Media Contact: Lilly Freemyer
The Community Home Lenders of America (CHLA) today sent a letter to the Consumer Financial Protection Bureau, asking the agency to adopt basic rules to protect homebuyers from situations where one individual may control both the brokerage and mortgage origination functions. Such control by one individual in a home purchase transaction could lead to conflicts that harm the financial interests of the consumer.
Currently, FHA, Fannie Mae, and Freddie Mac allow situations where an individual is being
compensated both for participating in the real estate broker transaction, representing the buyer and/or seller, and as the underlying loan originator.
“We believe it is appropriate for the Bureau to establish a uniform disclosure requirement clearly identifying the dual compensation and making it clear that the buyer of the home is under no obligation to use the mortgage services of the loan originator engaging in dual compensation,” the CHLA letter states.
This CHLA letter also requests that the Bureau take action to impose the following two important consumer protection conditions on the use of dual compensation:
(1) No mortgage loan originator should be allowed to receive dual compensation in conjunction with a mortgage loan unless that individual is licensed pursuant to SAFE Act requirements – ie., the loan originator has: (a) completed 20 hours of pre-licensing SAFE Act courses, (b) passed the SAFE Act test, (c) passed an independent background check, and (d) completes 8 hours of annual SAFE Act continuing education courses.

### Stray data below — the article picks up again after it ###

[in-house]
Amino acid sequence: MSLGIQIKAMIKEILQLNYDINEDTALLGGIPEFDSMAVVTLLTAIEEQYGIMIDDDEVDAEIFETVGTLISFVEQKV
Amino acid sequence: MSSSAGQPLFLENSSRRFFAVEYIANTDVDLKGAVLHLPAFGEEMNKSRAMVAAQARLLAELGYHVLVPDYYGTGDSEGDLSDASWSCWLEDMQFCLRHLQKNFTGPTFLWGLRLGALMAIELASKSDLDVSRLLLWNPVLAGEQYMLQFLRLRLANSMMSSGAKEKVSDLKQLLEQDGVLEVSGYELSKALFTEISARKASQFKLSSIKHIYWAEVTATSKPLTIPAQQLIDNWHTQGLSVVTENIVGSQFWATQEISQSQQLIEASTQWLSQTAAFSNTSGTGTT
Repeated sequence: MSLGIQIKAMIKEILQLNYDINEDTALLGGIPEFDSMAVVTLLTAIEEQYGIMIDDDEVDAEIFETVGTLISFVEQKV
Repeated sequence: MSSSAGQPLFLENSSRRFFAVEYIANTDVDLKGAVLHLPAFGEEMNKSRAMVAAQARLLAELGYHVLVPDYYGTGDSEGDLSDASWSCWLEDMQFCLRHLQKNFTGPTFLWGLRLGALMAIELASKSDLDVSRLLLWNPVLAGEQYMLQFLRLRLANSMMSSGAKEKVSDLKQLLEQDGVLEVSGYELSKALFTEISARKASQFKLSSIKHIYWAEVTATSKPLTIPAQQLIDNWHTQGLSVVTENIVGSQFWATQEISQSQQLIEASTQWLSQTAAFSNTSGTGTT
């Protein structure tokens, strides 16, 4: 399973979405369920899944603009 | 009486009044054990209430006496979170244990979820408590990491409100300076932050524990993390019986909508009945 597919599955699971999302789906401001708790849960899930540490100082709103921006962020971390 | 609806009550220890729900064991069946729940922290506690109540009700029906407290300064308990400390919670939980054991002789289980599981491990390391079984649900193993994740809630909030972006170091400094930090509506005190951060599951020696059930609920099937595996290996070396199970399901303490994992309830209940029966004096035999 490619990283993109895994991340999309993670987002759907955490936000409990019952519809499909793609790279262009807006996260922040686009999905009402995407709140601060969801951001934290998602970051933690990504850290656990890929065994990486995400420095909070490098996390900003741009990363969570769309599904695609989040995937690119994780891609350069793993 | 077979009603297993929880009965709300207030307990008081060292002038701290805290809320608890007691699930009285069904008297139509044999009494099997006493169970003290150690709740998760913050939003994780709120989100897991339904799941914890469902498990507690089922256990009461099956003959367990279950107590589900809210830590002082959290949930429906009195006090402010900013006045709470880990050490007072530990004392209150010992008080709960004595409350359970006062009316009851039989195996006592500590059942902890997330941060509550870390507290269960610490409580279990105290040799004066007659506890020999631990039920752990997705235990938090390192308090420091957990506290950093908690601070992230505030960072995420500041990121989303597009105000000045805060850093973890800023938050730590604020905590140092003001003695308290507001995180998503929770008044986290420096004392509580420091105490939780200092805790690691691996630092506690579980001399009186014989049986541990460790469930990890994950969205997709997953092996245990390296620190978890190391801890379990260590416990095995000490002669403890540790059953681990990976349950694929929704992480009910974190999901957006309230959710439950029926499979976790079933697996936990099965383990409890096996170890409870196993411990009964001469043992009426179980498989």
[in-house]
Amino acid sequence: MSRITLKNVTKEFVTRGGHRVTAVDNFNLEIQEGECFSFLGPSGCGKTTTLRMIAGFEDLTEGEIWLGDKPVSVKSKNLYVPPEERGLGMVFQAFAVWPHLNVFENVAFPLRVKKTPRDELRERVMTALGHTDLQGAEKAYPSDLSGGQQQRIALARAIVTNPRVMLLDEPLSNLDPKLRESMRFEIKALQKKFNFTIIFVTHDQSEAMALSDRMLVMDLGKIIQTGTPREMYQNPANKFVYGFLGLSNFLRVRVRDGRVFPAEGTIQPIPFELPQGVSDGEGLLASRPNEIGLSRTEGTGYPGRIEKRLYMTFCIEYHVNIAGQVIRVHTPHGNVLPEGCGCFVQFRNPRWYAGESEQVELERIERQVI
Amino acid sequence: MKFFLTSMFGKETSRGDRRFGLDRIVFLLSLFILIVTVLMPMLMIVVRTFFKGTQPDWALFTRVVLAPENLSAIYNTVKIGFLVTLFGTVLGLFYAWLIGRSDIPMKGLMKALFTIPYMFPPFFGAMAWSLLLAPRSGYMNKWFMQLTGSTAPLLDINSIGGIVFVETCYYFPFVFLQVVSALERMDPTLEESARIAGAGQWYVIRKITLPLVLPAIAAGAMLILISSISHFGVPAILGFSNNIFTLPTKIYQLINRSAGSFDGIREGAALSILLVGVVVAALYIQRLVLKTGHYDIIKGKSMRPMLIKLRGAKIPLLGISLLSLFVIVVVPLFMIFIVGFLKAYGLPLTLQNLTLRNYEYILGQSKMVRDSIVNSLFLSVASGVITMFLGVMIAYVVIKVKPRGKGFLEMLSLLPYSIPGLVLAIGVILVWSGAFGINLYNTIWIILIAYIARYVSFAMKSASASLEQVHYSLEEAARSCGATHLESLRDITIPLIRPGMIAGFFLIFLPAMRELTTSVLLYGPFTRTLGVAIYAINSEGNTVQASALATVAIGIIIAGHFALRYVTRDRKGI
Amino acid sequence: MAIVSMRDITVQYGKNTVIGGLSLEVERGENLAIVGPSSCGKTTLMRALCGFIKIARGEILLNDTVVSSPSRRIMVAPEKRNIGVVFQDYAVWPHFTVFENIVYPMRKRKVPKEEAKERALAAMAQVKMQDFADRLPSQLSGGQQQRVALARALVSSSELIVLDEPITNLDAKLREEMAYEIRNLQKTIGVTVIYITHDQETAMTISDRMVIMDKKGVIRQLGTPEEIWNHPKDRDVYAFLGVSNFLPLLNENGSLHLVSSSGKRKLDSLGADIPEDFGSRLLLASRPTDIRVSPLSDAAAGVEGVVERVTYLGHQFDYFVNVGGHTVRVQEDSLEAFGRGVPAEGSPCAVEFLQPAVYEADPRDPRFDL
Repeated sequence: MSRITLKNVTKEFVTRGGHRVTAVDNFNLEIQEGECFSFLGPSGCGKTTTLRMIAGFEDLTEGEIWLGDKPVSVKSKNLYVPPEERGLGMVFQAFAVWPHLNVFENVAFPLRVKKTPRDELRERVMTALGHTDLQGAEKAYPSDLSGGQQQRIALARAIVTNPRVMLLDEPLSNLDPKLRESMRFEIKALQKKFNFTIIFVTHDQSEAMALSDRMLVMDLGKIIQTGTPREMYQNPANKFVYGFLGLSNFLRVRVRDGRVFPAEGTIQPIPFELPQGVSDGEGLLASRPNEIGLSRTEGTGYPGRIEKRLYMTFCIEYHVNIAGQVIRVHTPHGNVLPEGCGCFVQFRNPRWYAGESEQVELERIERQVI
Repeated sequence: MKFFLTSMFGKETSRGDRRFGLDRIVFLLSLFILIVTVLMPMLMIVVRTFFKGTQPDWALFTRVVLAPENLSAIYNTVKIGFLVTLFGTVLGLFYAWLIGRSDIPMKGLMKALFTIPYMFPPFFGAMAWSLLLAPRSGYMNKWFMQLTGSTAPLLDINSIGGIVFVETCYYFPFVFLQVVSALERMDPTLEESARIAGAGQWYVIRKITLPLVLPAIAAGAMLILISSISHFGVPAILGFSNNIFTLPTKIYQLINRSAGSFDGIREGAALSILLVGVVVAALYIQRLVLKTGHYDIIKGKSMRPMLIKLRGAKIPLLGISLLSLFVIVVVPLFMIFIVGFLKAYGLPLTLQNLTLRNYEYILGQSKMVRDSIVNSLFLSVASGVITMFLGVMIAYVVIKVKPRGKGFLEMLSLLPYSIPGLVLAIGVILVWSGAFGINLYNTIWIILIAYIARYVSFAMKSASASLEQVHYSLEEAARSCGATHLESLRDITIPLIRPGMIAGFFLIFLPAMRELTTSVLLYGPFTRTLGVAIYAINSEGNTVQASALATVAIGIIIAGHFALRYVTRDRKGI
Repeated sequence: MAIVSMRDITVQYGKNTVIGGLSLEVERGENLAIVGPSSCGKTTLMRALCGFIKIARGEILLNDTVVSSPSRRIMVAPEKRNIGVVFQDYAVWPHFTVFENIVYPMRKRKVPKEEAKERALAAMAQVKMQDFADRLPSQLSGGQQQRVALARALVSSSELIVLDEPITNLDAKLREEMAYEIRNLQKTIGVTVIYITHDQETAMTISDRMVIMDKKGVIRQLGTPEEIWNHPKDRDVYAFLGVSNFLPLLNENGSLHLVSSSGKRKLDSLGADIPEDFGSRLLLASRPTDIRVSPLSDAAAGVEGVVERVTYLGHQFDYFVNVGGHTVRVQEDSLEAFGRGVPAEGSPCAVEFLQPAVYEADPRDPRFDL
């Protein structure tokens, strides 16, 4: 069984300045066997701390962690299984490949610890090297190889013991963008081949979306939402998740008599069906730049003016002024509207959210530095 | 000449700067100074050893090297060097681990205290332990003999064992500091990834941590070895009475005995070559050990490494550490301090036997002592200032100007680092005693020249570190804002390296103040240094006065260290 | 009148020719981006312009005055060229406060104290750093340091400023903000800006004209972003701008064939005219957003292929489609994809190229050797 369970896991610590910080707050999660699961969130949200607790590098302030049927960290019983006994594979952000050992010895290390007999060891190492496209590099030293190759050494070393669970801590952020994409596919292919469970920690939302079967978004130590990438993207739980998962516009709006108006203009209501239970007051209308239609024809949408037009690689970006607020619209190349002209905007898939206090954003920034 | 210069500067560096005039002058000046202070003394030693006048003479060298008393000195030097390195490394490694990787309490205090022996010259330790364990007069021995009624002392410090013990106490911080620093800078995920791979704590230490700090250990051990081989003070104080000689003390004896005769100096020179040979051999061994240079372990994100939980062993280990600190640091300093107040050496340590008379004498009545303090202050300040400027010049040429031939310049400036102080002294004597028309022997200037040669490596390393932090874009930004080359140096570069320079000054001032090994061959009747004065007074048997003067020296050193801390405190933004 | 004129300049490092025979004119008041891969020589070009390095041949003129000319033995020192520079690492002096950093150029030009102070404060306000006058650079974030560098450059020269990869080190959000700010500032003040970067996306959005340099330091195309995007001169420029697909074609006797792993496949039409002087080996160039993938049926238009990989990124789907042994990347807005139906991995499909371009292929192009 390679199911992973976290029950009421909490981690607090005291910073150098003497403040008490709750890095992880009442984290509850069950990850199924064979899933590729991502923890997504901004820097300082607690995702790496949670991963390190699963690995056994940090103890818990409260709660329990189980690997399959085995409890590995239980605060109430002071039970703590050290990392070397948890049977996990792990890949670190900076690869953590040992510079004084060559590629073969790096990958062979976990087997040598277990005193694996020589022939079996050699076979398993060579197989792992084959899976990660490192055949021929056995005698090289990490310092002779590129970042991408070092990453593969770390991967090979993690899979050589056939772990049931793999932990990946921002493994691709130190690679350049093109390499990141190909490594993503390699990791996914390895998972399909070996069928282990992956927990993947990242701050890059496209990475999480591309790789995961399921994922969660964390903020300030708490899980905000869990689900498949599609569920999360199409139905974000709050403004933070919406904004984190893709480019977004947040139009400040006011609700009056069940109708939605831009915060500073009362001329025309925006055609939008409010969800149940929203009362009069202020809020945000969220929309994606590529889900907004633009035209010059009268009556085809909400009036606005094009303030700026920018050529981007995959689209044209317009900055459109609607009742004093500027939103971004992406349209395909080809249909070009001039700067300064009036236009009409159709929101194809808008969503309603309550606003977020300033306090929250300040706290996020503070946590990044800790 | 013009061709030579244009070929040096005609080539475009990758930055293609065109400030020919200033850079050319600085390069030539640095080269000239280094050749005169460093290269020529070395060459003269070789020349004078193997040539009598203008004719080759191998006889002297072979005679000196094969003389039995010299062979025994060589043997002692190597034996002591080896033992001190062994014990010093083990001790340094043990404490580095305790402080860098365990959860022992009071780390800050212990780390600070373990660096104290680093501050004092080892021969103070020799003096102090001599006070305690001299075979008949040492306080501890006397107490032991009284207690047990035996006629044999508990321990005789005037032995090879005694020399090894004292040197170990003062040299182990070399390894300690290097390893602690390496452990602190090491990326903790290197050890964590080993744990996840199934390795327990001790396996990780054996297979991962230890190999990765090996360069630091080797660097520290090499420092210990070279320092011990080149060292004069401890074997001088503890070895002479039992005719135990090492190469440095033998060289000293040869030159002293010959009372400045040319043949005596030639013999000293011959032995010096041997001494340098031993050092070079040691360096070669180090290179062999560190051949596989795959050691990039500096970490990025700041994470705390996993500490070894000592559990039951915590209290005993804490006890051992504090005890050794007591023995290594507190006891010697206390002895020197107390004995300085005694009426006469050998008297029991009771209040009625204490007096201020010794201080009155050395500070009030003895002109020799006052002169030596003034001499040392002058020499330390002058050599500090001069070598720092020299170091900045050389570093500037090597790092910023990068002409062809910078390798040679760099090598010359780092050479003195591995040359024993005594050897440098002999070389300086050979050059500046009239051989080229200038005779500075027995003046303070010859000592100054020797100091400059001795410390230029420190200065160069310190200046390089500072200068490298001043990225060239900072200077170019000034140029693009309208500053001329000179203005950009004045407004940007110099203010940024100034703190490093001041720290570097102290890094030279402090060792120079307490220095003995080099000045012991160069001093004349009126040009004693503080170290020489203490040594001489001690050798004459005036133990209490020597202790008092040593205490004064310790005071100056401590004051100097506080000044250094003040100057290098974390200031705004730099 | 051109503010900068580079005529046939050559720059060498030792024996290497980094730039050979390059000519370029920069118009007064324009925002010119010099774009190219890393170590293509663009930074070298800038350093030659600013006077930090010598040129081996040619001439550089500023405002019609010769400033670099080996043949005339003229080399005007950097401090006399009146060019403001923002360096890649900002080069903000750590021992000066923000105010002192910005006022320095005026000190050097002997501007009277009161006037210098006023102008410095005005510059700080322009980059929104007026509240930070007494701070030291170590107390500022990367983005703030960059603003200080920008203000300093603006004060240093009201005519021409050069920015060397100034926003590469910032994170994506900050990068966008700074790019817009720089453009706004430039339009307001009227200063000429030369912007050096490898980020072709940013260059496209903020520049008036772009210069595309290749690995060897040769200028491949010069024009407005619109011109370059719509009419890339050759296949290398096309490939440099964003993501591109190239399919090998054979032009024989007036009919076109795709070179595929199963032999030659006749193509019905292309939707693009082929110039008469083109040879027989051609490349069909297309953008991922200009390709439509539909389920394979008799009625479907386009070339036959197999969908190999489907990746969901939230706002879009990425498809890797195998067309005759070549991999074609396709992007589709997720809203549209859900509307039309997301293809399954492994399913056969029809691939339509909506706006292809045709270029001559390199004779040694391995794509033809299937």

(2) No loan originator should be allowed to receive dual compensation in conjunction with any mortgage loan if that loan originator is also simultaneously representing the seller (individually) in a real estate transaction.
The letter renews the longstanding CHLA call for all loan officers, including those employed at banks, to adhere with SAFE Act licensing requirements.
The letter also details how potential conflicts could harm the homebuying consumer. Knowledge (by the same person acting as agent and loan originator) of the maximum amount a borrower qualifies for their mortgage loan would provide an unfair advantage to the seller regarding whether to accept an offer from a potential buyer, or counter with a higher amount.
Another example: a dual compensation situation could create a conflict of interest for a real estate broker advising a seller on which offer to accept, when one of the offers would result in mortgage compensation to the same individual.